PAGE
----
• A 2019 consensus statement from a group of international experts identified 10 key characteristics of EDCs to consider in hazard identification. Using BPAs as one illustration of this approach, the experts cited evidence that the substances alter hormone receptor expression, alter signal transduction in hormone-responsive cells, induce epigenetic modifications in those cells and in those that produce hormones, and alter hormone transport and circulating hormone levels. The experts found more than 100 epidemiology studies showing associations between BPA exposure and a host of adverse outcomes ranging from diabetes to infertility to neurodevelopmental problems in children. The statement also cited abundant rodent and mechanistic data regarding BPA’s endocrine-disrupting effects.
  • The ECHA recognized BPA as an EDC in 2017, with a unanimous vote from the Member State Committee to support its classification as a substance of very high concern (SVHC).
  • An issue with the regulation of EDCs is that their effects can be seen at low doses and are non-monotonic, meaning that the dose-response curve does not show ill effects scaling proportionately with increased doses. In its second scientific consensus statement on EDCS (EDC-2), released in 2015, the Endocrine Society noted that these attributes of EDCs “challenge classical concepts of toxicology testing, such as potency, threshold, and the establishment of ‘safe’ doses of exposure during the process of risk assessment and subsequent management.” EDC-2 goes on to note that “Standard good laboratory practice (GLP) toxicology testing and guideline studies are not sufficiently sensitive to evaluate the hazards associated with EDCs, thereby leading to insufficient protection of public and environmental health with increased medical and other costs.”
  • EDC-2 further elucidated a key point about substances with non-monotonic dose-response relationships: There is no guarantee that “the lack of adverse effects at high doses also confirms safety at low doses.” This, says the society, poses problems for regulatory toxicology, since reducing exposure doesn’t have a predictable or dose-related effect on risk reduction. “In this case, it might be necessary to eliminate the hazard entirely to ensure safety,” the experts concluded.

EFSA’s approach has seen dissent from multiple national authorities

  • While the scientists authoring this letter praised EFSA’s new approach, they noted that other regulatory agencies feel otherwise. Though the FDA was one of the initiators of CLARITY-BPA, it ultimately chose to reject the data generated from academic research, opting to only accept data the more traditional component of the project. The authors noted that as far back as 2008, the FDA Science Board had reviewed the FDA’s first risk assessment of BPA in food contact materials. At that time, the Board – a group of independent advisors – took issue with the FDA for not including “the large number” of non-guideline studies in formulating its risk assessment. The article criticizes the FDA for backtracking on an initiative it participated in, saying that the EFSA assessment is superior because it benefitted from the academic arm of CLARITY-BPA.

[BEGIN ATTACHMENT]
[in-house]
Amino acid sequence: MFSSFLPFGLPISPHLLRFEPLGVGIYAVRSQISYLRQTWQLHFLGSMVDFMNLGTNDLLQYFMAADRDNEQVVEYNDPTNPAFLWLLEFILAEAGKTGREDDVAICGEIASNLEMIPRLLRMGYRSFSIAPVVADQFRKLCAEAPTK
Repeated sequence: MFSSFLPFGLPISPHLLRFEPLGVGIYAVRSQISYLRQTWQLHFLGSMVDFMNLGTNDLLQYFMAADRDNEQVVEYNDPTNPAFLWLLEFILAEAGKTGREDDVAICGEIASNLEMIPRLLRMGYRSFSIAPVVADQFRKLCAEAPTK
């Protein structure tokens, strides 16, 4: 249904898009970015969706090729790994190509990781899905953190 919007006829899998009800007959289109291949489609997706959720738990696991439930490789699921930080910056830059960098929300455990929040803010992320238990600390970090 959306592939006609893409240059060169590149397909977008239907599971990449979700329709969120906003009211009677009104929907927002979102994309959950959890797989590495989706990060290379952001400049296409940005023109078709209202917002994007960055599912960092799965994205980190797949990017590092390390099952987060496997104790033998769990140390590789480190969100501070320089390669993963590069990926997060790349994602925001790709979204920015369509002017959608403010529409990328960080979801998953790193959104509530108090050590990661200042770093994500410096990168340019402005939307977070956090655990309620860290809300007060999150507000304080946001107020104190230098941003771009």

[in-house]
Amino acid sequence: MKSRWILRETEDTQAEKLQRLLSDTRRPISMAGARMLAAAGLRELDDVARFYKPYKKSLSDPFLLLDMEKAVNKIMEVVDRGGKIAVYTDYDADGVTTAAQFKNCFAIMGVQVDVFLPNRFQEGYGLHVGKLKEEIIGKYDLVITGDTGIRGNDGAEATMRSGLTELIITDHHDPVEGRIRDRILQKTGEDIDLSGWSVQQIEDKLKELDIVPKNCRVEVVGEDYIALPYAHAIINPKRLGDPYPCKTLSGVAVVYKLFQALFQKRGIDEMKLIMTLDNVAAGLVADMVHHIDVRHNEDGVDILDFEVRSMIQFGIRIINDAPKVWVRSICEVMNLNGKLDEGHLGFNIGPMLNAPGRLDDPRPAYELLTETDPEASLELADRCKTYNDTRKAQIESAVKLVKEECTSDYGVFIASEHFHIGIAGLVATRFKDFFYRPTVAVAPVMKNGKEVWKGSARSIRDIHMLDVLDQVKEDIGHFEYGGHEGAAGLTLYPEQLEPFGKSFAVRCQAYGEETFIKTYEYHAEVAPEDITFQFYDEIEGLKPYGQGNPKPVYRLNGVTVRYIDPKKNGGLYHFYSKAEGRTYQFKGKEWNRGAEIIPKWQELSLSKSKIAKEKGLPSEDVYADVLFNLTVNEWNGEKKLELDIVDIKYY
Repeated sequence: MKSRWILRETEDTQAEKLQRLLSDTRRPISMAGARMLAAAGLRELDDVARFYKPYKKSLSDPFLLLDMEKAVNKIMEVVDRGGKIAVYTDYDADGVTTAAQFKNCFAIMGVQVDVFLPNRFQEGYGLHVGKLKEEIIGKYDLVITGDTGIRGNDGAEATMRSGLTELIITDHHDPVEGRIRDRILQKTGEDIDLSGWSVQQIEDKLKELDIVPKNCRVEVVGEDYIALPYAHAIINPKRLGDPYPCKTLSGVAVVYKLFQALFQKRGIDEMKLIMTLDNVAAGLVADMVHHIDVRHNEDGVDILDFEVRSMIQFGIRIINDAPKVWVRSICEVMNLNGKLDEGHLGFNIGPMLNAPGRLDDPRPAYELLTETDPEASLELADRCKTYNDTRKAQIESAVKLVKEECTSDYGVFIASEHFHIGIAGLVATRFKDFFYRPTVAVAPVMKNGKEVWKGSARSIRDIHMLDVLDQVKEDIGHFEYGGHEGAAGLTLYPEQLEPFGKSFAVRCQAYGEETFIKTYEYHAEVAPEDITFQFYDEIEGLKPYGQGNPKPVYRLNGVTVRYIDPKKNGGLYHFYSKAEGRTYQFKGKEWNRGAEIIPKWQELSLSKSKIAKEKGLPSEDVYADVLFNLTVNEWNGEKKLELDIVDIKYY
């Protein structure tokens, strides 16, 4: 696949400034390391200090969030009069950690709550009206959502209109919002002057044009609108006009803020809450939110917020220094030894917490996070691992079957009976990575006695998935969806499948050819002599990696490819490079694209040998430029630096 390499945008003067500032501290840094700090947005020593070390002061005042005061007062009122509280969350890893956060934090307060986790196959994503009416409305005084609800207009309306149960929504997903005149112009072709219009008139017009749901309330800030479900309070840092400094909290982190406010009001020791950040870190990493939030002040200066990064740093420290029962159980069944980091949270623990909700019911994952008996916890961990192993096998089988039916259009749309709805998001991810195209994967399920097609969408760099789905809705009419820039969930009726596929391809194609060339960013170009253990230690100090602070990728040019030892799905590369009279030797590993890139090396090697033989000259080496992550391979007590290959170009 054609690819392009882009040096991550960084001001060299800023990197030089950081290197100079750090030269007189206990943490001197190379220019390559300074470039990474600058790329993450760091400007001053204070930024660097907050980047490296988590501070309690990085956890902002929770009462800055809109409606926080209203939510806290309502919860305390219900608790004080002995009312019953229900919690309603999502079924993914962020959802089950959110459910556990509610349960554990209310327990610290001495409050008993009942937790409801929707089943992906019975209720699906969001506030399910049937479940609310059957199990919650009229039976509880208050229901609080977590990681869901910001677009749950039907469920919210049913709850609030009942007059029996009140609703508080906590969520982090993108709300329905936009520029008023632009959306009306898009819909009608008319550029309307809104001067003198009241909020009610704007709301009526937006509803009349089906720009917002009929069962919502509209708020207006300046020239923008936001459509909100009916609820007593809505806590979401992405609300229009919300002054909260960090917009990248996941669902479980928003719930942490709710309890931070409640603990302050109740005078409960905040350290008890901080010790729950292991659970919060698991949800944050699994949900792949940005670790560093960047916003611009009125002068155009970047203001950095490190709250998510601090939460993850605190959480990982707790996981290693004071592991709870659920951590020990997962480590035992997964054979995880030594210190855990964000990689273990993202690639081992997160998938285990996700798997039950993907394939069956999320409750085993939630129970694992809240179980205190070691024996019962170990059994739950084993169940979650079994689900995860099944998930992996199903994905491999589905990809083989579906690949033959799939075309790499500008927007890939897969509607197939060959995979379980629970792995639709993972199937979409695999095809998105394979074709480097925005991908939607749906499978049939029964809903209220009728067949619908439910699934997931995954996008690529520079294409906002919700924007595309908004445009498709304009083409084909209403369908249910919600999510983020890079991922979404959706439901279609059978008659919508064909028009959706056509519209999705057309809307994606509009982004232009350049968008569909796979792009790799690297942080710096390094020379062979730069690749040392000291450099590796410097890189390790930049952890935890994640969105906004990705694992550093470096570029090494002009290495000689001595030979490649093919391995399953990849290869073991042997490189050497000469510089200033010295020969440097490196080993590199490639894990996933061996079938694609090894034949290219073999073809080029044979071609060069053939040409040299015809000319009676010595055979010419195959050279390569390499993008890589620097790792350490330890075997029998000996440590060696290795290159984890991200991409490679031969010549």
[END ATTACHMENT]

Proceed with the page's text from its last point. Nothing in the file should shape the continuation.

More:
• The German BfR also voiced strong opposition to the new EU TDI and its underlying justification. German regulators complain that “conservative worst-case assumptions are used in every step of the [EFSA] assessment process… resulting in an over-conservative [TDI].” While the BfR is entitled to its divergent opinion, it will have to abide by any EU-level legislation resulting from the new safety metric. Although a TDI is simply a scientific health metric on which safety agencies can reasonably disagree, EU legislation drafted on the back of the EFSA TDI would supersede the authority of any domestic German law.

Consequences of the new TDI

  • EU-level legislation stemming from the new EFSA TDI has already manifested in the form of a proposal to ban BPA in food contact materials. The Commission acknowledged that because “no such methods exist that are able to quantify the migration of BPA reliably and consistently at such very low levels,” the only way to ensure humans are not exposed to unsafe levels of BPA through their diet is to ban their presence in food packaging. The consultation on this draft act ended in early March 2024, with the Commission’s estimate for adoption in the first quarter of 2024 having come and gone. The authors of the letter also endorsed this ban.[ See AgencyIQ’s in-depth analysis of the BPA ban in food packaging here.]